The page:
People trafficking a trade in human misery that must be stopped

Najib Razak
October 27, 2011

Where you or I see a man, a woman or an innocent child, people traffickers see only one thing - money. They target the vulnerable and the desperate and exploit them without mercy, taking advantage of people financially, physically, often even sexually.

The sheer heartlessness of the traffickers was demonstrated in the most horrendous manner last December when the man responsible for taking almost a hundred migrants to Australia abandoned his charges in a leaking, overcrowded boat with an engine that was about to fail.

Dozens drowned when the boat struck rocks off Christmas Island. At least five children and three babies were among the dead. Advertisement: Story continues below

None of us ever want to witness such scenes again, which is why my government worked with Prime Minister Gillard's to develop a means of stopping the people traffickers - what became known as the ''Malaysian solution''.

Over the past few months, a great deal has been written about both the solution and Malaysia itself, much of it ill-informed and based on politics rather than sober analysis of the facts.

The agreement had a single, simple aim - to smash the business model of the people traffickers by telling potential migrants that spending their life savings and risking their lives to get to Australia would lead them only as far as Malaysia.

This deterrent effect was not about Malaysia being a ''bad'' place, somewhere migrants should be scared of ending up. The simple fact is that Malaysia is not the country that boatpeople heading for Australia want to settle in - and more often than not that is down to economics rather than fears of how they might be treated. Because, despite what you may have heard from those who chose to attack my country, Malaysia is not some repressive, backward nation that persecutes refugees and asylum seekers.

We are a multicultural, multi-ethnic society that has a long and proud history of social harmony and welcoming outsiders - including playing a crucial role in helping to find new homes for hundreds of thousands of people displaced by war in Vietnam, Laos and Bosnia.

Today, Malaysia is home to almost 178,000 refugees, stateless persons and other ''people of concern'' to the United Nations, more than seven times as many as you'll find in Australia. The vast majority are free to live in the community, rather than being held in detention centres. They are entitled to subsidised healthcare and free vaccinations for children. We are working with the UNHCR to develop a scheme that would allow some refugees to take jobs in Malaysia. And, no, refugees are not subjected to routine corporal punishment by the authorities. Once an individual is registered as a refugee with the UNHCR - an organisation that has a substantial presence in our country and gave its support to the Malaysian solution - they cannot be prosecuted for immigration offences.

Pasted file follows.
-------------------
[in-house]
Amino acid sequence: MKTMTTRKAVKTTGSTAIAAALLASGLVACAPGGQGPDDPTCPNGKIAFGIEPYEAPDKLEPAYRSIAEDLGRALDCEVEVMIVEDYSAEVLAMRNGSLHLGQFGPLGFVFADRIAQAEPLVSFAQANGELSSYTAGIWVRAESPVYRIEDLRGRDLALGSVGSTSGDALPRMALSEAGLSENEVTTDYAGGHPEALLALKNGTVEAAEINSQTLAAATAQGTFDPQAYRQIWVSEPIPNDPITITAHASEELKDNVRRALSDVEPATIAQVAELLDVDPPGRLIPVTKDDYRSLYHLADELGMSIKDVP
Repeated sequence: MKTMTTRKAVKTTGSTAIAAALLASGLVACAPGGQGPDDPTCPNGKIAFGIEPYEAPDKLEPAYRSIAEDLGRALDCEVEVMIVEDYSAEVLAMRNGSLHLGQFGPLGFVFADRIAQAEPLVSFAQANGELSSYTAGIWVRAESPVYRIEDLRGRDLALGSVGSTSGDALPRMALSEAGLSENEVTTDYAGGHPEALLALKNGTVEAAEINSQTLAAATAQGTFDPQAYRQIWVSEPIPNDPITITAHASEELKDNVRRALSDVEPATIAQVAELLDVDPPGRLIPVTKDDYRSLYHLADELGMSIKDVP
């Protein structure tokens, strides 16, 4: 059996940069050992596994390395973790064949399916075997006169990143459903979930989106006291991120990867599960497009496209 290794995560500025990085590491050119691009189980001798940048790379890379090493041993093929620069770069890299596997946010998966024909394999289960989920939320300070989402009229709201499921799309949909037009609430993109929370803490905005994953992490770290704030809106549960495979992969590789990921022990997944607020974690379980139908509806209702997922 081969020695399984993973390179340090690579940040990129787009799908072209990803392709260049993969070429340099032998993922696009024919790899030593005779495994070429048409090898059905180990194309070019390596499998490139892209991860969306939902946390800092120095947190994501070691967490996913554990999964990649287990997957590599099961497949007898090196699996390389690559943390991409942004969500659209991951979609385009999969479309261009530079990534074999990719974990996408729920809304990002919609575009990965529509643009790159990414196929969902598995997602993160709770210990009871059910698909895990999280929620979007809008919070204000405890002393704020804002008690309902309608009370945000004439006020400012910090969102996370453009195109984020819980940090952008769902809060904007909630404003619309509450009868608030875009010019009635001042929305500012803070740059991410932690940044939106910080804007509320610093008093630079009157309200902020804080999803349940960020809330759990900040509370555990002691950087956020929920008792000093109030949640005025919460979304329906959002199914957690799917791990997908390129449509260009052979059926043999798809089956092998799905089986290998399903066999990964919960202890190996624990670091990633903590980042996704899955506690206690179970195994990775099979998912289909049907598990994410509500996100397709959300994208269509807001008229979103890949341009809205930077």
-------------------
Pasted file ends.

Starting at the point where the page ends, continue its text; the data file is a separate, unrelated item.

Genuine refugees are treated with the utmost dignity and respect while they await resettlement elsewhere. What we don't tolerate is illegal immigration and people traffickers, and I'm not going to apologise for taking a tough stance on either.

This week, I'm joining Prime Minister Julia Gillard and the leaders of more than 50 other nations for the Commonwealth Heads of Government Meeting in Perth. The Commonwealth has always been about countries working together for the greater good and the theme of this year's meeting - building global resilience, building national resilience - underlines this.

International co-operation is the only way to solve international problems. Just over 10 years ago, the chaotic Tampa affair showed what happens when nations fail to work with each other and instead try to act unilaterally to tackle a problem such as illegal immigration.

People traffickers do not respect international borders and legal jurisdictions any more than they respect the human rights of their victims, which is why Malaysia and Australia worked together to develop a way of stopping them.

Merely announcing that the arrangement was being discussed contributed to a 50 per cent fall in the number of boatpeople heading to Australia in the first half of this year and I believe that, once up and running, it would have had a serious impact on the exploitative actions of people smugglers.

At this point, it would be easy to give up, to tell ourselves that we tried but the problem was too big, too politically difficult to deal with. And the people-smuggling would go on. The boats would continue to sail. Heartless traffickers would continue to take everything from desperate people - their money, their dignity and, all too often, their lives.

As the Prime Minister of a progressive, liberal nation, I'm not prepared to stand by and watch that happen. Malaysia has always led south-east Asia in dealing with international problems, so we will continue to work with Australia, and our partners across the region and beyond, to find new ways of stopping the traffickers for good.

It is too early to say exactly what the next stage in the fight will look like, but one thing is clear - we cannot afford to play politics with people trafficking. It is nothing less than a 21st century trade in human misery and it must not be allowed to continue.

Najib Razak is the Prime Minister of Malaysia.


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